The train to Lhasa is one of China's greatest recent engineering feats. It’s the highest railway in the world, traversing some incredibly mountainous and remote terrain. The journey takes you through the major cities of Xi'an, Lanzhou and Xining, and across the Qinghai Plateau before arriving in Lhasa. Luxuriate in the feeling of accomplishment without having to do anything – go to bed and wake up 1000 kilometres away. Stop briefly in Lanzhou, the crossroads of journeys along the Silk Road and the Tibet-Qinghai plateau, and head on past the immense city of Xining. On this second night you’ll climb in altitude and your breath with likely be taken away by the landscape outside the windows – snow-dappled black cliffs and mountain peaks illuminated by the moonlight.
The train will travel through a wide brown grassland complemented by terracotta foothills, with a speckling of grazing yaks, sheep and goats and the occasional punctuation of lakes and streams. This same landscape, only sparsely populated by clusters of brick village houses, treeless and vast, will accompany you nearly all the way to Lhasa, where you’ll arrive some time after lunch. The colourful and historic holy city of Lhasa is situated in a small valley, and for hundreds of years it was a mysterious place, virtually unknown to the outside world. Even the most adventurous and hardy of explorers rarely reached the city without being turned away, either by the treacherous terrain or the fierce warrior monks that protected Tibetan territory from intruders. While now welcoming tourists and much modernized, Lhasa remains an intriguing city with a deeply fascinating culture, sights and stories. Check in to your hotel and begin to get acclimatised with a free night tonight.
Begin exploring Lhasa with an easy morning walk in the nearby area before joining a momo (Tibetan dumpling) making class for lunch. In the afternoon, take a visit to the Sera Monastery and witness the residing monks taking part in heated debates in the courtyards.
Begin seeing the sights of 'The Place of the Gods' with visits to both the imposing Potala Palace and Jokhang temple. As the former home of the Dalai Lamas, Potala Palace sits 130 metres (426 feet) above the city. The palace is divided into two parts – the secular White Palace, used for offices and the like and the religious Red Palace that boasts a number of shrines, chapels and tombs of Dalai Lamas. Although the palace cannot be explored freely and a strict viewing schedule has to be adhered to, this in no way hampers the impact of an adventure to one of the world's architectural marvels. The charming gold and jewel-filled rooms and views from the roof are usually bustling with Tibetan pilgrims and Chinese tourists making offerings at the altars, adding to the spiritual and cultural intrigue on your visit here. For the rest of the day, you can deepen your perspective of Lhasa's holy sites with a trip to the Ganden or Drepung Monasteries. Alternatively, perhaps visit the Norbulingka, the Summer Palace of Dalai Lamas. Your leader will help arrange activities for your free time.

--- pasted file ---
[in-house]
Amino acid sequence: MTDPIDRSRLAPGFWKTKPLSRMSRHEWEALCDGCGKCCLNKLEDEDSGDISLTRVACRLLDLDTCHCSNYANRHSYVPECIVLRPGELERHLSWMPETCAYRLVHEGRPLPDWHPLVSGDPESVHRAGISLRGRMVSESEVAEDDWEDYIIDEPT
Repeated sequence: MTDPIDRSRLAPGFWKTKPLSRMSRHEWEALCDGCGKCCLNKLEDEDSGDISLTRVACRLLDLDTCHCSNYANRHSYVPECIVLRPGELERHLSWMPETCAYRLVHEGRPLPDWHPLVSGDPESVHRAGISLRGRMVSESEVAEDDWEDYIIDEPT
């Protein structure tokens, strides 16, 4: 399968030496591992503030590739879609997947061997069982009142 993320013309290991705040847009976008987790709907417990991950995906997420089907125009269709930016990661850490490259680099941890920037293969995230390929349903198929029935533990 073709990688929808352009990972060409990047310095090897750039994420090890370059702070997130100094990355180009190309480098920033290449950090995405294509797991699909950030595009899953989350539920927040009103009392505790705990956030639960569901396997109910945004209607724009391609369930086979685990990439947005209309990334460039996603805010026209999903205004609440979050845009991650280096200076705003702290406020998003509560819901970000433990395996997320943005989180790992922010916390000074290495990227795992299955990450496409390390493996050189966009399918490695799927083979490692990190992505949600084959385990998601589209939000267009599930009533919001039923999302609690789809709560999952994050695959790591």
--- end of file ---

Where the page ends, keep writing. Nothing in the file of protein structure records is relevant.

Today’s drive to Gyantse is spectacular, offering unforgettable views around every bend. Cross over several stunning passes as you twist through dramatic mountains and peaks that tower over the road. Take in the incredible views of Yamdrok Lake, mystically mirroring the sky above in near perfection, climb Khamba La Pass and see yaks plodding along the mountainside. Pass sheep herder villages scattered along the banks of the lake and be confronted by the soaring Noijin Kangsang, the peak of the Lhagoi Kangri mountain range. Stop at the town of Nangartse for lunch before climbing up to the Karo La pass, and then descending down to the town of Gyantse. The drive should take around 8 hours. The small rural town of Gyantse is famed for its wool carpets. While there’s still a feel of tradition and life continuing much as it has for centuries, Gyantse is also a great place to see contemporary Tibetan life in the backstreets, where pilgrims, pop music, cows, 'cowboys' on motorbikes, kids and monks all mingle in a lively mix of cultures. There are a number of interesting buildings in the town, including the Pelkhor Chode Temple complex, a unique structure built in 1414 that brought together 15 monasteries and three different orders of Tibetan Buddhism.
Gyantse - Shigatse